The filmmakers foolishly try to make the storyline plausible, inserting some pointless subplots. The most superfluous is the one with Fox bonding with Woods’s erstwhile girlfriend (an amiable, if underused, Annabella Sciorra). They pad a lot… and then feel the need to give the movie around four false endings.

But it’s pleasant and endearing throughout. The great supporting cast–Luis Guzmán and Delroy Lindo in particular–help. Stephen Lang chews the scenery as the villain; he’s never scary (or realistic) but always amusing.

And Arthur B. Rubinstein’s score is swell.

2/4★★

CREDITS

Directed by John Badham; screenplay by Daniel Pyne and Lem Dobbs, based on a story by Dobbs and Michael Kozoll; directors of photography, Donald McAlpine and Robert Primes; edited by Tony Lombardo and Frank Morriss; music by Arthur B. Rubinstein; production designer, Philip Harrison; produced by Rob Cohen and William Sackheim; released by Universal Pictures.

Starring Michael J. Fox (Nick Lang), James Woods (Detective Lt. John Moss), Stephen Lang (The Party Crasher), Annabella Sciorra (Susan), Christina Ricci (Bonnie), John Capodice (Detective Grainy), Luis Guzmán (Detective Benny Pooley), LL Cool J (Detective Billy), Mary Mara (Detective China), Delroy Lindo (Captain Brix), Conrad Roberts (Witherspoon) and Penny Marshall (Angie).


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Blue Thunder (1983, John Badham)

Blue Thunder is astoundingly dumb. It’s not exactly bad, as there are some fantastic effects and some of the script has shockingly sublime moments, but it’s astoundingly dumb.

It starts off strong, with a decent enough first act. Daniel Stern is new to the Astro division of the LAPD and, through him, the film introduces Roy Scheider’s on the edge cop. Thunder is just an on the edge cop movie, only with helicopters. Their first night out stuff is fine.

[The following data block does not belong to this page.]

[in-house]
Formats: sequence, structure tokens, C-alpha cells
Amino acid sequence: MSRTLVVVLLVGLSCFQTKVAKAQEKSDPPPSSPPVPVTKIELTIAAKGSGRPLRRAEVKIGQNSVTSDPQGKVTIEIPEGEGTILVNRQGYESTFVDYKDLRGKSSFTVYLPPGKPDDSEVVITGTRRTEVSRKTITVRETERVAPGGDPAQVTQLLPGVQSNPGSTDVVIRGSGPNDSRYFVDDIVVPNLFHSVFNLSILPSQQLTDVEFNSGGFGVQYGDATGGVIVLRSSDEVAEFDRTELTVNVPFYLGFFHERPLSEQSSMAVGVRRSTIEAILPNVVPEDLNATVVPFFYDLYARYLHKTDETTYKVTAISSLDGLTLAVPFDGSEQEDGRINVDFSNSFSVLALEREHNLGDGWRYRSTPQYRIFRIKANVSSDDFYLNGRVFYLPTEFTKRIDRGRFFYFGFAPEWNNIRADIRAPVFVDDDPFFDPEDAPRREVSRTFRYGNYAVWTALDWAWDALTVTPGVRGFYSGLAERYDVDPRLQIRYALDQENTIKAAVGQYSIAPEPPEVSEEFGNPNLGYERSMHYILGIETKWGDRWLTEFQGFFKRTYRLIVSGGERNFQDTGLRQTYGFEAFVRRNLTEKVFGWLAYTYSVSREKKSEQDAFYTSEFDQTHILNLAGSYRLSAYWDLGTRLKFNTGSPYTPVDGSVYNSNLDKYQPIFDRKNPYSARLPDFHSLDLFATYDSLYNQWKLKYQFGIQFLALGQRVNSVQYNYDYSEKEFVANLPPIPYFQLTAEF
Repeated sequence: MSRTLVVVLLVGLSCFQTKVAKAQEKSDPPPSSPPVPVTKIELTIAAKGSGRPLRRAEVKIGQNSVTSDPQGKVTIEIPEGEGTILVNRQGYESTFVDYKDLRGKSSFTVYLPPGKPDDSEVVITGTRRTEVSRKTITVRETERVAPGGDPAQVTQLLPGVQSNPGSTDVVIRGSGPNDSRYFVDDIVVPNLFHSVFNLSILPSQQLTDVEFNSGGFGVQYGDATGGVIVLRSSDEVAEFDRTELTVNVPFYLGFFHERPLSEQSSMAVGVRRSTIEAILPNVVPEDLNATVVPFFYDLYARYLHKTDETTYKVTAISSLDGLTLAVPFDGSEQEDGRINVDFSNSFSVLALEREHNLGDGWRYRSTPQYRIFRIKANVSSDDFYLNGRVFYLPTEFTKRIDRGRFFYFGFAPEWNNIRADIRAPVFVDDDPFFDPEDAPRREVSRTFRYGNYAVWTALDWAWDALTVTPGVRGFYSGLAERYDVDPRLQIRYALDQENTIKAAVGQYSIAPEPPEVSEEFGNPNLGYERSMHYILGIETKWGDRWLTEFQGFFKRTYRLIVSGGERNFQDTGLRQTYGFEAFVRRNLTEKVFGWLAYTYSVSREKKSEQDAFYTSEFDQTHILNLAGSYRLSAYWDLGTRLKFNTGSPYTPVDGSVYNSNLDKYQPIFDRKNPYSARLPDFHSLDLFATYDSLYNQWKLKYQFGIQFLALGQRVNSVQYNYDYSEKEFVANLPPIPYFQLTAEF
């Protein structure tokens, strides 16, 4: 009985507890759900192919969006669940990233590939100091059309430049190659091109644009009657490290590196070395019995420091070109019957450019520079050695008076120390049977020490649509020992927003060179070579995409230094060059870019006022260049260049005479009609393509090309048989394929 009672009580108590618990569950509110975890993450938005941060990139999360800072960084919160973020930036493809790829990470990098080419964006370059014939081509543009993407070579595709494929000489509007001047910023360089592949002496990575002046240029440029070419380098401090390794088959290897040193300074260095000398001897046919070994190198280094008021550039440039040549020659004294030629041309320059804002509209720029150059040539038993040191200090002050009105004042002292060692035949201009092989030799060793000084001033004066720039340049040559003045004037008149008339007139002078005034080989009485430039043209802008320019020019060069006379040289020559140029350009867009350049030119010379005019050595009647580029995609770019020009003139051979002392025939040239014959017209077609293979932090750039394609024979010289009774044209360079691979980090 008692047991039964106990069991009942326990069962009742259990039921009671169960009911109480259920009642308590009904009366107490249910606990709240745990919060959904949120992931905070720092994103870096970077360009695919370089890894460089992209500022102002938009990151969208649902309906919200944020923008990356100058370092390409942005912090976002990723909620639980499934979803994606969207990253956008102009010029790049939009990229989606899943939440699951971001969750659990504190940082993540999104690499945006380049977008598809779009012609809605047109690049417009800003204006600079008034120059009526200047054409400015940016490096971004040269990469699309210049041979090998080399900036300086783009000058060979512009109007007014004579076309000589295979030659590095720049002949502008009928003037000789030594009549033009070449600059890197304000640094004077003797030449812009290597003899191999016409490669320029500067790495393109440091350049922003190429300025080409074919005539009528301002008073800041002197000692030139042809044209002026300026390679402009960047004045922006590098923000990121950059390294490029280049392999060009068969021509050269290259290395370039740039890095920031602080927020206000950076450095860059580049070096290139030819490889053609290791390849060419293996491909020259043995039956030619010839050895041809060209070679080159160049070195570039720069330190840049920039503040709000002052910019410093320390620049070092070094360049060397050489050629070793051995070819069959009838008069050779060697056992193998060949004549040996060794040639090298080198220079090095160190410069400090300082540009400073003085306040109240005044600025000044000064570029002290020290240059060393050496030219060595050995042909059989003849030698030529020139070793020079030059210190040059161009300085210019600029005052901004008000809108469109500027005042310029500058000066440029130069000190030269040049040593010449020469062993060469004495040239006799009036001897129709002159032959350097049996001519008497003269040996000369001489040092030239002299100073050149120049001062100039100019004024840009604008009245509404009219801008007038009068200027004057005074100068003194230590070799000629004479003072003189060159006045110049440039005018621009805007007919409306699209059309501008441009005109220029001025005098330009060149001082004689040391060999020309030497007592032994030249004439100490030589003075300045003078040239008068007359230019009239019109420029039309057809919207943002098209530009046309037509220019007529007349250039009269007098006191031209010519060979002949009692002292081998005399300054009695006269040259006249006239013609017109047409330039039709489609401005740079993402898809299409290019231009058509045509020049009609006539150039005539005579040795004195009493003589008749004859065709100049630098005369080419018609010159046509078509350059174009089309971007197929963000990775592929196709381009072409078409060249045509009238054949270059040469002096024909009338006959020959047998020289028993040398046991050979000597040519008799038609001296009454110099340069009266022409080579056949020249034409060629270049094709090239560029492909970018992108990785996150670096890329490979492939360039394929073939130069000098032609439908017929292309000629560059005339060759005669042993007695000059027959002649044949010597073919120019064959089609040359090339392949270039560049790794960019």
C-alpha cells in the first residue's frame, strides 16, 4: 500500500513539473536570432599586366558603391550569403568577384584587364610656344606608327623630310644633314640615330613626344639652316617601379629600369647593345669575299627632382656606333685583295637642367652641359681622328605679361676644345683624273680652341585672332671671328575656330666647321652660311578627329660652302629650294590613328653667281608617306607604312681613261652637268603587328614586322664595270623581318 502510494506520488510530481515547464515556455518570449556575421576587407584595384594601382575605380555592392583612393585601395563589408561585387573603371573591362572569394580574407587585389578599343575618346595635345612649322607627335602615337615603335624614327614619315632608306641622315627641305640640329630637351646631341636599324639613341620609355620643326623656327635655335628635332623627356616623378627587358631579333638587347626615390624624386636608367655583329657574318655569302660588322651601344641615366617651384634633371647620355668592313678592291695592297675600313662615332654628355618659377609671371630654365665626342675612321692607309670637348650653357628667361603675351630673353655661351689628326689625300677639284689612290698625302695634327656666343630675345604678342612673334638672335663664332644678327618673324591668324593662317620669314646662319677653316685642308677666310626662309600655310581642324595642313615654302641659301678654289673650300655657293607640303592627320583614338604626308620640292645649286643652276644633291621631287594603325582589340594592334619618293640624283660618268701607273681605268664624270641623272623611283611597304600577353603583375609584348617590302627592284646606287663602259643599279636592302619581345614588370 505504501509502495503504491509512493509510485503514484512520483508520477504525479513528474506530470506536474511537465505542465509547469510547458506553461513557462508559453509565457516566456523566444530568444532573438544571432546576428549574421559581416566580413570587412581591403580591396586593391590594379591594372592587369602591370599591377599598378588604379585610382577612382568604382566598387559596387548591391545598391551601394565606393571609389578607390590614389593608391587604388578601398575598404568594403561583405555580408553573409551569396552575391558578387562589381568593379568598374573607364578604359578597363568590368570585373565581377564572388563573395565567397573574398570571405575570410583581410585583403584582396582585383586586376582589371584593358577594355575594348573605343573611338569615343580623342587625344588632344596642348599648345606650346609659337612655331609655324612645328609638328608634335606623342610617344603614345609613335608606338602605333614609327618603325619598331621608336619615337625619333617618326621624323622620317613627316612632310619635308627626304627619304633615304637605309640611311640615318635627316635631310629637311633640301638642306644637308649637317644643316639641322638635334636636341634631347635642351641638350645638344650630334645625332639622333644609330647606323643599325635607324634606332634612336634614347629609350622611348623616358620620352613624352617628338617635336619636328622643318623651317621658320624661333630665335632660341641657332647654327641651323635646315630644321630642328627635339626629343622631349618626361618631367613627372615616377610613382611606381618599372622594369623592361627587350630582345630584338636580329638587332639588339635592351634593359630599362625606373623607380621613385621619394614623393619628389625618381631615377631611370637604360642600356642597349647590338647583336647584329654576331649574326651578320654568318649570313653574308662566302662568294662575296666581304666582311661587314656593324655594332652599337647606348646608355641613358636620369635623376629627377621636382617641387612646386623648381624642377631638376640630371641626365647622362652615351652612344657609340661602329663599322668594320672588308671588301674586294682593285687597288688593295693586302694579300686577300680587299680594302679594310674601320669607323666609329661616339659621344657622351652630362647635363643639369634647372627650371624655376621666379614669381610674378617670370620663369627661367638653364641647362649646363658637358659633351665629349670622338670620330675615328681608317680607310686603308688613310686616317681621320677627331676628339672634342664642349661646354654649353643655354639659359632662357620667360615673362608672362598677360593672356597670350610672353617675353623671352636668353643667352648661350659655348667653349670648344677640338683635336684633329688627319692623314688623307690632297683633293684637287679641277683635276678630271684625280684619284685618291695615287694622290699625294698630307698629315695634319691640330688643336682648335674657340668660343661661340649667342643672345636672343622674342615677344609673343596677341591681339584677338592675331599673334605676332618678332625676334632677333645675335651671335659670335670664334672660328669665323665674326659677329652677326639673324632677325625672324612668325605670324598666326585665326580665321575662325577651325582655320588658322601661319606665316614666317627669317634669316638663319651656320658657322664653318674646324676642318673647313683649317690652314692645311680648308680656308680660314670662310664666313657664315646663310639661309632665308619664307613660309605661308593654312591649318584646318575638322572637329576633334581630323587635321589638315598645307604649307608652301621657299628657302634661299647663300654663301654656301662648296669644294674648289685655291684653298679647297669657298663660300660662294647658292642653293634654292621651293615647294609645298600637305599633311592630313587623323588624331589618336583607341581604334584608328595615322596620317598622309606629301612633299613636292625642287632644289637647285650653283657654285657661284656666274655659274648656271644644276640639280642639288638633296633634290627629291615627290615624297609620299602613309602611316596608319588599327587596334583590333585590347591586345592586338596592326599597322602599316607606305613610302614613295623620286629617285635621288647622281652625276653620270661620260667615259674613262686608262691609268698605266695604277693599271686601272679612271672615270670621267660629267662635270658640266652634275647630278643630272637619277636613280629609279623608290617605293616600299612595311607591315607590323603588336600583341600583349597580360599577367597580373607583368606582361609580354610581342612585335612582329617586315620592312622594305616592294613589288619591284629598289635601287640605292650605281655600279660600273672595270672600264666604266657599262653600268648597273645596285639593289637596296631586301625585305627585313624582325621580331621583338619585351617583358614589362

When Candy Clark shows up as Scheider’s comically unstable girlfriend, things get shaky. Then Malcolm McDowell shows up as the British villain (working for the U.S. Government, however) and Thunder bellyflops. It recovers somewhat for the last thirty minutes, with the helicopter in action over LA stuff, but not entirely.

It’s a fun finale, but accepting its stupidity is one of the requirements for enjoying it. Writers Dan O’Bannon and Don Jakoby have this conspiracy subplot and they mangle it. It, and McDowell’s terrible performance, go far in dragging Thunder down.

The occasional sublime moments–there’s a great scene of Clark looking for Scheider–are memorable enough to leave a better impression than Thunder deserves.

Scheider’s good, Stern’s mediocre (but still likable).

It’s technically masterful. Badham can’t make a good movie, but he can shoot Panavision action well. He’s got great help from cinematographer John A. Alonzo and editors Edward M. Abroms and Frank Morriss.

Arthur B. Rubinstein’s score is repetitive but catchy.